The transition away from the Big Three era has been a glacial process. The pandemic has also slowed that process further. But with the game in recovery, this Indian Wells tournament is looking like a genuine pivot point for men’s tennis.
“It’s like going from 100 miles per hour to zero with those three out,” says Craig Boynton, who is coaching Miami Masters champ Hubert Hurkacz, one of the eight quarterfinalists. “In the next step forward, we’re going to see a lot of fresh faces.”
We have been seeing some of those faces, or at least glimpses of them, for some time now. The ATP’s rolling Next Gen campaign has produced, among others, Medvedev, Olympic gold medalist Alexander Zverev (still in the field), flamboyant Stefanos Tsitsipas (still in the field), and Italian powerhouse Matteo Berrettini. But that group, with just one Grand Slam singles title and one Olympic gold medal among them, is already hearing the footsteps of an even younger cohort, led by Carlos Alcaraz and Jannik Sinner.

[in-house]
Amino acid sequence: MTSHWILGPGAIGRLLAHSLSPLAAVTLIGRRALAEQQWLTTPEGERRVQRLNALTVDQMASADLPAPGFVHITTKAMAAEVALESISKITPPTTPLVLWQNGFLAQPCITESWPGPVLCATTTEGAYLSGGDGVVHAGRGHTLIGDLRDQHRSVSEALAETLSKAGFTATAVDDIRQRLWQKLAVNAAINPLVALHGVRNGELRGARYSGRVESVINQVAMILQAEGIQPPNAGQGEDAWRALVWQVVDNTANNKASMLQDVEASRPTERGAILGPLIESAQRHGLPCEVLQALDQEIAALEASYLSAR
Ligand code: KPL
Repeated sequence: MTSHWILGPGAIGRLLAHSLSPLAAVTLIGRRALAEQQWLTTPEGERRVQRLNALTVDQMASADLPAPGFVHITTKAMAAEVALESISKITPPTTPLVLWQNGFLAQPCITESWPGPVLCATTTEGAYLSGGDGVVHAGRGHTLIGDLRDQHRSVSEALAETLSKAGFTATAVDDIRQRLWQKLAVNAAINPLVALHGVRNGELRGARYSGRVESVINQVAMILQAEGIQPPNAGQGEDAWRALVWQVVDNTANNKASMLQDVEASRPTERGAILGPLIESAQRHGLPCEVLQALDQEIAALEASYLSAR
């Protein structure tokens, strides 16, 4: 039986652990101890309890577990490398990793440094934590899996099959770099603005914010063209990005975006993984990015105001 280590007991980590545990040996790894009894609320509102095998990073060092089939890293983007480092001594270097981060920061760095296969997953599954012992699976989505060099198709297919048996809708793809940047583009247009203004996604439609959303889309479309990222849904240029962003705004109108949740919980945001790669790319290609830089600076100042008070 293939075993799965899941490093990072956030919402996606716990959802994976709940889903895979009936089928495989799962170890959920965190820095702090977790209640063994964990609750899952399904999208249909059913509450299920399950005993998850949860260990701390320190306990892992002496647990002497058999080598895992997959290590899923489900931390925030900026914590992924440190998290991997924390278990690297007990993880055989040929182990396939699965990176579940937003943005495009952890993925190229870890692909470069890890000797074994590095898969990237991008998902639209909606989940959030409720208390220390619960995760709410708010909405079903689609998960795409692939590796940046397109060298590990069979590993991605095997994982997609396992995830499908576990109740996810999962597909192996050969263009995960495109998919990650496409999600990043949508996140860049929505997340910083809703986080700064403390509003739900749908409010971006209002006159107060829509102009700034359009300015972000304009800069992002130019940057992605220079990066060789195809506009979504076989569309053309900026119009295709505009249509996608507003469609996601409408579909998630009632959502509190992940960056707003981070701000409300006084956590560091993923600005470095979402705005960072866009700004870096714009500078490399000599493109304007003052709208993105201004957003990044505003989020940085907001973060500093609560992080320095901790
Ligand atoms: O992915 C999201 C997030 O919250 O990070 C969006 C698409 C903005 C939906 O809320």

Looking down the road, the game’s landscape is shrouded in a considerable amount of mist. There is uncertainty about what the future holds. Will the ATP go the way of the WTA in recent years, with a dazzling variety of fresh faces winning big titles, or will a select few emerge to dominate the tour? The question has some practical, market-share implications as well.
Jimmy Arias, the Tennis Channel analyst and head of the IMG Academy’s tennis program, is concerned that the game has failed to produce new stars, or at least none with whom the general public has the same cozy familiarity as it enjoys with the Big Three.
“The Big Three have taken it to a level where there isn’t anyone else who’s a star,” Arias says. “We can weather it for a while, but at some point you need stars. The only way you get stars is by people seeing them do it, over and over. And you have to have some emotional attachment to the people you are watching.”